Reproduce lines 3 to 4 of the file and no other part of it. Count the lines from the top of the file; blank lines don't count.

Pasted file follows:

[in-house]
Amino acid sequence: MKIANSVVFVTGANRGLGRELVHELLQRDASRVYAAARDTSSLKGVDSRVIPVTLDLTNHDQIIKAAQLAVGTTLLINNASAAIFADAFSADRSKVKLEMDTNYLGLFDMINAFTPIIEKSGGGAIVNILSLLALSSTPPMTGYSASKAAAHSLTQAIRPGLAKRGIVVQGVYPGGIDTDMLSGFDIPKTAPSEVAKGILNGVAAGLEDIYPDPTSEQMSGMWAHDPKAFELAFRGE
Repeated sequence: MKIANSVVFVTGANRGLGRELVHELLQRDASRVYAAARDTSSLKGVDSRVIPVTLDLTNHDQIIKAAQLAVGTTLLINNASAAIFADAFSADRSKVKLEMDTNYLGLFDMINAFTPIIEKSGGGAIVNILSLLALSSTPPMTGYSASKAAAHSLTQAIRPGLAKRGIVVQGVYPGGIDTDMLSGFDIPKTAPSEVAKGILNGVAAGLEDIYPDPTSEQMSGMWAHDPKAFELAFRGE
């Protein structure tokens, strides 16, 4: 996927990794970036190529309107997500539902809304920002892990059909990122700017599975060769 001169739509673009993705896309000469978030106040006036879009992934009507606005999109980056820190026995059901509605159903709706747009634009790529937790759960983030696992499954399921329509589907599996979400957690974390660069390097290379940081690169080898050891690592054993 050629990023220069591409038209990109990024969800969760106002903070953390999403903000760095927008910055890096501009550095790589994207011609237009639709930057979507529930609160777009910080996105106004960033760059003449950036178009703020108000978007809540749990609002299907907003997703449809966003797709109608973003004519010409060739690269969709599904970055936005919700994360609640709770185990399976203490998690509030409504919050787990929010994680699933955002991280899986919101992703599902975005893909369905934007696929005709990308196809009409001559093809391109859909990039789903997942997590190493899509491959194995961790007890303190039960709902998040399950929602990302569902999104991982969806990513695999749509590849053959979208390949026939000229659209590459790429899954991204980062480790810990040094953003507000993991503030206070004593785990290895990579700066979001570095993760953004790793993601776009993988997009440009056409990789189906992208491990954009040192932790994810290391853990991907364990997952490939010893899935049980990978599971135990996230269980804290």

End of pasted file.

Repeated sequence: MKIANSVVFVTGANRGLGRELVHELLQRDASRVYAAARDTSSLKGVDSRVIPVTLDLTNHDQIIKAAQLAVGTTLLINNASAAIFADAFSADRSKVKLEMDTNYLGLFDMINAFTPIIEKSGGGAIVNILSLLALSSTPPMTGYSASKAAAHSLTQAIRPGLAKRGIVVQGVYPGGIDTDMLSGFDIPKTAPSEVAKGILNGVAAGLEDIYPDPTSEQMSGMWAHDPKAFELAFRGE
């Protein structure tokens, strides 16, 4: 996927990794970036190529309107997500539902809304920002892990059909990122700017599975060769 001169739509673009993705896309000469978030106040006036879009992934009507606005999109980056820190026995059901509605159903709706747009634009790529937790759960983030696992499954399921329509589907599996979400957690974390660069390097290379940081690169080898050891690592054993 050629990023220069591409038209990109990024969800969760106002903070953390999403903000760095927008910055890096501009550095790589994207011609237009639709930057979507529930609160777009910080996105106004960033760059003449950036178009703020108000978007809540749990609002299907907003997703449809966003797709109608973003004519010409060739690269969709599904970055936005919700994360609640709770185990399976203490998690509030409504919050787990929010994680699933955002991280899986919101992703599902975005893909369905934007696929005709990308196809009409001559093809391109859909990039789903997942997590190493899509491959194995961790007890303190039960709902998040399950929602990302569902999104991982969806990513695999749509590849053959979208390949026939000229659209590459790429899954991204980062480790810990040094953003507000993991503030206070004593785990290895990579700066979001570095993760953004790793993601776009993988997009440009056409990789189906992208491990954009040192932790994810290391853990991907364990997952490939010893899935049980990978599971135990996230269980804290």